Deloitte AI Institute
Artificial intelligence, share the limelight with data leadership
By Craig Brabec and Beena Ammanath
Why do many AI projects fail?
Artificial intelligence (AI) has arrived, turning the corner and revealing itself in landmark successes, in multiple forms across industries.
Computer vision is driving transformation, from augmentation of expert patient diagnosis in health care to advancing autonomous vehicles. Chatbots and virtual assistants are everywhere, improving and personalizing the customer experience. Deep learning is advancing decision sciences, processing tremendous volumes in record time for faster, automated business actions that drive value.
Yet with these substantial accomplishments, as some companies gain advantage in pockets of their business, many are still struggling with wider adoption and success. Why?
Increasing your AI project’s chances for success
New platforms and solutions are abundant. Data scientists are better equipped than ever before. But the same data challenges remain—availability, quality, accuracy, completeness, and trust. Why? Effective data leadership often remains a challenge as companies typically relegate it to the back office with reduced senior leadership attention and investment focus. While many CXOs confirm the need for “good data” across the enterprise, there is a gap between what is needed and what is delivered at the operational level. With resources constrained, will the new AI technology project with potential revenue growth be selected over the data governance initiative with difficult-to-quantify benefits?
Companies can accelerate their AI journey by focusing equally on the data journey. These efforts can—actually should—run concurrently. Without an equal focus on data and AI, companies will likely not maximize their opportunity for advantage. To aid in elevating the focus on data leadership, three key themes may need a reboot:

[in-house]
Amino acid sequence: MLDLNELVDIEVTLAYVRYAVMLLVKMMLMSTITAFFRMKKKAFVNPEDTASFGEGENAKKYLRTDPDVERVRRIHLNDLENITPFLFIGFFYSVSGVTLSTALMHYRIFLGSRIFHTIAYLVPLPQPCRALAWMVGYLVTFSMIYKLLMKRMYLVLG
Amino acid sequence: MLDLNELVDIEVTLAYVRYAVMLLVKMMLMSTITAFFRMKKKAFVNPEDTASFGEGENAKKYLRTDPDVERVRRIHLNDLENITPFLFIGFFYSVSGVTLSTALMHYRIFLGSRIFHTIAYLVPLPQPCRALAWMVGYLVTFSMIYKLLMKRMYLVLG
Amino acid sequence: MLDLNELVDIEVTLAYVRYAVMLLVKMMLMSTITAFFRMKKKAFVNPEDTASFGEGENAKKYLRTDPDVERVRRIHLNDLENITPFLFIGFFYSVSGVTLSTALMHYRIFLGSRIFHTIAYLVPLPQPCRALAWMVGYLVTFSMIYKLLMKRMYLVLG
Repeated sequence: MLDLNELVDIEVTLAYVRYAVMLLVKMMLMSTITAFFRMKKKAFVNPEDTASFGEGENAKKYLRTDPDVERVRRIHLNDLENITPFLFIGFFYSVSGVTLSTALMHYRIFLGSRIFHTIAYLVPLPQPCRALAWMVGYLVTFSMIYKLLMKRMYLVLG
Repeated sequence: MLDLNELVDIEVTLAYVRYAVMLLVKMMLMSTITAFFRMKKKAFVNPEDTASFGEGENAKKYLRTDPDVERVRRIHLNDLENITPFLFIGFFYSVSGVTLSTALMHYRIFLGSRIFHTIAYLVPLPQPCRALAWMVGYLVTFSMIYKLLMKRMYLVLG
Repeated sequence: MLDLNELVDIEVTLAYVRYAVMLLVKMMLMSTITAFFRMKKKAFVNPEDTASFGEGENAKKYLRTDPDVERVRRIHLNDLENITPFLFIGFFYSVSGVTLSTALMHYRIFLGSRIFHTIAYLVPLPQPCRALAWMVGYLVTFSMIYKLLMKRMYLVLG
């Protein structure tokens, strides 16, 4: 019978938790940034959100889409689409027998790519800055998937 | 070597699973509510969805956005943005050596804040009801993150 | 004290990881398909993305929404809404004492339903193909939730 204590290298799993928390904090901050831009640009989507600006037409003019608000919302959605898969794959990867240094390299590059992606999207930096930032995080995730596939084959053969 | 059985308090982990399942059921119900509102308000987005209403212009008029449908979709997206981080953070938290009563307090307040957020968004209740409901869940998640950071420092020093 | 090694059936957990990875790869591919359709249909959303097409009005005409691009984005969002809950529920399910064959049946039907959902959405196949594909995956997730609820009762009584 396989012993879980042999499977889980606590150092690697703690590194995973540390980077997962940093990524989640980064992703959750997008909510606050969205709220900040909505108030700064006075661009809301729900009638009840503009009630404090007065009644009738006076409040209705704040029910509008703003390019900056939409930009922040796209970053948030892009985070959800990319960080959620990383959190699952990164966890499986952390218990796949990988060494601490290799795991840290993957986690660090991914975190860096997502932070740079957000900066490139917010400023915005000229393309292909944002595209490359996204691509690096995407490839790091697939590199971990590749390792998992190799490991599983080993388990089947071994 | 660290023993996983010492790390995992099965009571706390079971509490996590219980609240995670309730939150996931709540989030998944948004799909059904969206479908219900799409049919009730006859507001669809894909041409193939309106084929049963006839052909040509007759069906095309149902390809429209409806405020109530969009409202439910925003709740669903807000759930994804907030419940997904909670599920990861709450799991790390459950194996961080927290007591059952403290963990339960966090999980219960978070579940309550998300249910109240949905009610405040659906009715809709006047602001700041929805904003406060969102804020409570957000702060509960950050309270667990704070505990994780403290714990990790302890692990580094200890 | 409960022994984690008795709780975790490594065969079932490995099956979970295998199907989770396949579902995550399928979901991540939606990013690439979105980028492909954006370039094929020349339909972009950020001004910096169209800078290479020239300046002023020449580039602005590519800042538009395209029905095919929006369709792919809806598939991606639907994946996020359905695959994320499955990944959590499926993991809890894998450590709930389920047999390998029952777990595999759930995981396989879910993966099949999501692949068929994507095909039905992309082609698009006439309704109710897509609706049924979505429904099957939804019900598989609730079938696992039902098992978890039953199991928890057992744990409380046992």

- Develop a well-articulated data strategy
- Elevate and accelerate data governance
- Sunset data literacy, and launch data enablement
of surveyed respondents reported that AI initiatives are important for organizations to remain competitive over the next five years
of surveyed respondents completely agree that they have access to the necessary data sets for their AI initiatives
Develop a well-articulated data strategy
A data strategy primarily serves as a vehicle to achieve a vision or a set of objectives. This can be to maximize use of data assets; to achieve specific priorities with data as a driver, enabler, or utility; or to maximize the value of data. To do this, position the data strategy as an enabler for the business strategy.
Once developed and widely communicated, management systems at all levels of the organization should be adjusted to activate the data strategy, especially in business operations. This includes performance management metrics for treating data as an asset.
For example, customer representatives at call centers are often evaluated with two measures:
- Time to successfully resolve an issue, and
- Customer post-call surveys.
Accurate and complete data capture from the customer interaction should be measured as well. In the spirit of speed, representatives will sometimes skip entering key data or just plug in “xxx” or “999”. They are not aware of the value of that incorrect data to downstream algorithms for tools such as recommender systems or next best actions. Treating data as an asset means doing so at every point of entry. This would help bring the strategy to life.